Screening at the L.A. Goethe-Institut on Wed., Sept. 16, 2015: At one point Christiane F. was the highest-grossing native film in West Germany, which is astonishing when you consider how dark it is. The movie features a soundtrack of Berlin-era David Bowie songs, and Bowie himself in concert. Read more [...]
L.A.'s Egyptian Theater devotes three nights to a kind of Fassbinder greatest-hits: The big attraction here is the local premiere of Fassbinder: To Love without Demands, a new doc by critic Christian Braad Thomsen, who filmed interviews with Fassbinder throughout the 1970s, right up to the director's final weeks. Read more [...]
Now available via Video On Demand: An award-winning miniseries made for German TV, The Tower depicts one family's downward spiral in the last years of East Germany. The viewer is inevitably aware of the ticking historical clock as events rush toward the opening of the Berlin Wall. Read more [...]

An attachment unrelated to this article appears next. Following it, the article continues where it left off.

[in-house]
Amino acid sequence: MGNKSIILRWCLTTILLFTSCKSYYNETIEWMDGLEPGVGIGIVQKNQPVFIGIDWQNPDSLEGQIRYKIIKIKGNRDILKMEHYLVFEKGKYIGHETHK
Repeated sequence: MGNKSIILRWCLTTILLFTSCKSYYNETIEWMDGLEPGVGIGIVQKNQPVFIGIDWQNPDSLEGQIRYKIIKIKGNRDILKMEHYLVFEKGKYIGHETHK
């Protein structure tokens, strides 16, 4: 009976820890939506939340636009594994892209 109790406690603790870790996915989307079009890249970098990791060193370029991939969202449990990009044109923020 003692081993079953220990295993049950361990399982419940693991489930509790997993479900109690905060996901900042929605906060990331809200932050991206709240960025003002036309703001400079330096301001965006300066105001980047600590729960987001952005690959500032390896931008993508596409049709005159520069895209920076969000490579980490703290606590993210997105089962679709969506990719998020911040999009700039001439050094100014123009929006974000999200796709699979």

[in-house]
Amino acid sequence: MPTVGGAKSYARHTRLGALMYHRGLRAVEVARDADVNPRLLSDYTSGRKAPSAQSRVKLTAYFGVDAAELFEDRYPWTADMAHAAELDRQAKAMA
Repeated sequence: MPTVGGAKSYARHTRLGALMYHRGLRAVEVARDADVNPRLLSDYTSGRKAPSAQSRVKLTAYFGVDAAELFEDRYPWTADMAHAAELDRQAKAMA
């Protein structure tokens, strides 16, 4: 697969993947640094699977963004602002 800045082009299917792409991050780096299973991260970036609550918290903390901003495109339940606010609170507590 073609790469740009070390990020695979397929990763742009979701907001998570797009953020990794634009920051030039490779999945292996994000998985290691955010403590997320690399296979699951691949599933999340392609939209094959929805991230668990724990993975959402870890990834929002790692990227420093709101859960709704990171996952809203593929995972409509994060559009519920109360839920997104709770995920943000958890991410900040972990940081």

Opens across the U.S. this month... finally! Niko Fischer's life in Berlin consists of drifting. He just can't be bothered with other people, a job, or any entanglements at all. Writer-director Jan Ole Gerster's droll case study in flatlining is the most acclaimed debut film to come out of Germany in many years — and rightly so. Read more [...]
Playing this week in L.A.: Werner Herzog's hypnotically eerie Nosferatu the Vampyre brings a distinctly Germanic atmosphere to a classic tale of Gothic horror. No one should settle for seeing the movie in English; Herzog shot a version in German as well — and that's the definitive, and no doubt spookier version.
Read more [...]
Read more [...]